• Hard cooked egg. Peel it or cut it into wedges for a salad.
  • Baked egg. The kids enjoy baking an egg on top of a few spinach leaves in a muffin tin at 350 degrees for 15 minutes. Once baked, we sprinkle cheese on top, and we put it inside of an English muffin. And it tastes wonderful as a cold sandwich in the lunch box.
  • Chicken. The number of options with chicken seems almost endless. Slice it for a sandwich, use it in chicken salad, throw it into a green salad or pasta salad, cut it into cubes and serve with reusable toothpicks or provide the toothpicks for your child to assemble, etc. 
  • Nuts. You can use nuts as a side, in a mix with dried fruit, in a chicken salad, or in a muffin.
  • Nut butter
  • Hummus
  • Cold cuts. We do occasionally use turkey or ham cold cuts. Besides using these on bread, you could make a roll up with the meat on the outside. My son enjoys a roll with baked turkey breast as the outer wrap with cheese, spinach, roasted red bell peppers, and dill pickles inside.

Dairy options:

  • Milk. My kids buy the reduced fat milk provided at school. But you can send milk or a milk alternative in an individual portion.
  • Cheese. Reduced fat cheese sticks or other cheese can be used in the lunch, even if it just a bit sprinkled into a green salad or pasta salad.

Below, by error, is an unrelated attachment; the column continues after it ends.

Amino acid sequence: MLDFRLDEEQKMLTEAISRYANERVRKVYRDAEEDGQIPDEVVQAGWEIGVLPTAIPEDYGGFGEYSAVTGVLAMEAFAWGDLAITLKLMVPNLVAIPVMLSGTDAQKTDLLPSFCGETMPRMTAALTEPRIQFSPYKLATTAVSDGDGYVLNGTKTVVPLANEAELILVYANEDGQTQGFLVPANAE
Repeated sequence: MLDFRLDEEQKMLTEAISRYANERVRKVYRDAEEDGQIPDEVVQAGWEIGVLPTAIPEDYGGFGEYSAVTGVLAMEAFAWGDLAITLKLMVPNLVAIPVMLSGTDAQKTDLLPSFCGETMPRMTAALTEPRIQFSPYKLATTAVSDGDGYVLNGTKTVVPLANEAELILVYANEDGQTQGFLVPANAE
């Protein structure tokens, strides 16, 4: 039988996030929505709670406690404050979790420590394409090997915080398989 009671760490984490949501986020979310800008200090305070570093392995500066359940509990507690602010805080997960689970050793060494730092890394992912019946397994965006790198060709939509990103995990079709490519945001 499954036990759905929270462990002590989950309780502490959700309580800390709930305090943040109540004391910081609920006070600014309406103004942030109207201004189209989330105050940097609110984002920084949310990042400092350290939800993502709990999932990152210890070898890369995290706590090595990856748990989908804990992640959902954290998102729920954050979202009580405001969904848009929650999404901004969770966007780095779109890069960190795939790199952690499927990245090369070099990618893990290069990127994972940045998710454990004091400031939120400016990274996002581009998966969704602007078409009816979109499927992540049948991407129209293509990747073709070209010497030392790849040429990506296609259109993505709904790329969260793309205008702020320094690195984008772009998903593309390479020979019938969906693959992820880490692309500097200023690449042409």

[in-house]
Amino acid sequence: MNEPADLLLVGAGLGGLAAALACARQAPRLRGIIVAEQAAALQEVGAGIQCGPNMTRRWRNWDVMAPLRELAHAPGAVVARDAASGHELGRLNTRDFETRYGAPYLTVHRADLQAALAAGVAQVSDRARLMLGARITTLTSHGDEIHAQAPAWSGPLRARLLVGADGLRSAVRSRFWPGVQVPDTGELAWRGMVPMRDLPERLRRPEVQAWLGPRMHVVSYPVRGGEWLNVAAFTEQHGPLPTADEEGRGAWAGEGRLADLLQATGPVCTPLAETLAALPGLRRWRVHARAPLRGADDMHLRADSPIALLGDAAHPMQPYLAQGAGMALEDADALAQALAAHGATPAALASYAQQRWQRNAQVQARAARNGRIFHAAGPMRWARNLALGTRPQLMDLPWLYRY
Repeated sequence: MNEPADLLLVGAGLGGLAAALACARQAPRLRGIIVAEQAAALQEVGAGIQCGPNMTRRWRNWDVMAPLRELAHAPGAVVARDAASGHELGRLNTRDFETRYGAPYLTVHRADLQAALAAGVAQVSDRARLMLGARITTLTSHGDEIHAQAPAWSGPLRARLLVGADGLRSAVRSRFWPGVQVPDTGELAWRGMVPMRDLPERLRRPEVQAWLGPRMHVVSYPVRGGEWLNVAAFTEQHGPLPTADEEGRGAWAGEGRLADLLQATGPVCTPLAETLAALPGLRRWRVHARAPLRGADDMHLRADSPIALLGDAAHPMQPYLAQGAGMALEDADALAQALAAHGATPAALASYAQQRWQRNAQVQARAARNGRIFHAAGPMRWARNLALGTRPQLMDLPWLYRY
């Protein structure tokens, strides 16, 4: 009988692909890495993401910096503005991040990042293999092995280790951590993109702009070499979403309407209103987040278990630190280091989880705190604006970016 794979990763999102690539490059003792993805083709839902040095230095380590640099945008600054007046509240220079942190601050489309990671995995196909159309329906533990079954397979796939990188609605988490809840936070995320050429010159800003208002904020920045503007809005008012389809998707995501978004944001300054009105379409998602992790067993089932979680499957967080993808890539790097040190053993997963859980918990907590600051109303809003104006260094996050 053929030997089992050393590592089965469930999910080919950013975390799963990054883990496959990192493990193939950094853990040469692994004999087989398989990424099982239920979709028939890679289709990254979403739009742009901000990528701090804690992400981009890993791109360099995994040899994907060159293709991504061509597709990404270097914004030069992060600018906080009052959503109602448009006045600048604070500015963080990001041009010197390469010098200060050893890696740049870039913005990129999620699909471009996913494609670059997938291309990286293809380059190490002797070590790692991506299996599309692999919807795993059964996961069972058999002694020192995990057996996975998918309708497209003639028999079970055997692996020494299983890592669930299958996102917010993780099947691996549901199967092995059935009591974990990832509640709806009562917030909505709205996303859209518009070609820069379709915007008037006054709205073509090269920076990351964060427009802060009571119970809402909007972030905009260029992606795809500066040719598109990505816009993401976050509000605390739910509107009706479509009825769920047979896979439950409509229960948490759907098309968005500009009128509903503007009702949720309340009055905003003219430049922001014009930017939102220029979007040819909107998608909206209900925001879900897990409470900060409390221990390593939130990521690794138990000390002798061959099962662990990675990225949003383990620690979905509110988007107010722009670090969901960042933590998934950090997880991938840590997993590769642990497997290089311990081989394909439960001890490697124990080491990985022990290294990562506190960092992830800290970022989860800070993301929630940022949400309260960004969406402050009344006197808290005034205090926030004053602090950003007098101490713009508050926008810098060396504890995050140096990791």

• Yogurt. Blend plain fat-free yogurt with fruit and honey, putting it into a silicone ice pop maker (with a cover), freezing and sending with lunch. Or layer fruit and plain fat-free yogurt (mixed with honey if desired), and let your child add granola at school (to prevent the granola from getting soggy) for added flavor, texture, and fun for your child.

Vegetable options:

  • Assorted raw vegetables
  • Assorted cooked vegetables. One of my children enjoys cold cooked broccoli and cauliflower. That’s her favorite school lunch vegetable. You just don’t know until you try, and I decided to try because she wouldn’t eat any raw vegetables, and she dislikes dips.
  • Vegetables in a pasta salad 
  • Vegetables included in muffins
  • Vegetables in a green smoothie, frozen in a silicone ice pop maker (with a cover), and sent with lunch

Fruit options:

  • Assorted fresh fruit
  • Assorted frozen fruit
  • Fruit blended with yogurt or layered with yogurt
  • Applesauce

I do include a “treat” in my children’s lunches, but it’s usually one of the mini muffins that I have previously cooked and frozen for lunches, or it’s a few dark chocolate chips mixed in with walnuts.

And for fun, if you have time, you can include a love note. It can be handwritten, or you can print some and just add your personal touch. I like to make all that I need for a week so that they are ready to use when the lunch goes into the lunchbox. Something else my kids love to do is be in charge of the notes for a day. My six year old loves to make notes for his sisters to include with their lunches. 

Your child’s customized homemade lunchable, made with his tastes in mind, is sure to please while providing what your child needs to grow and learn.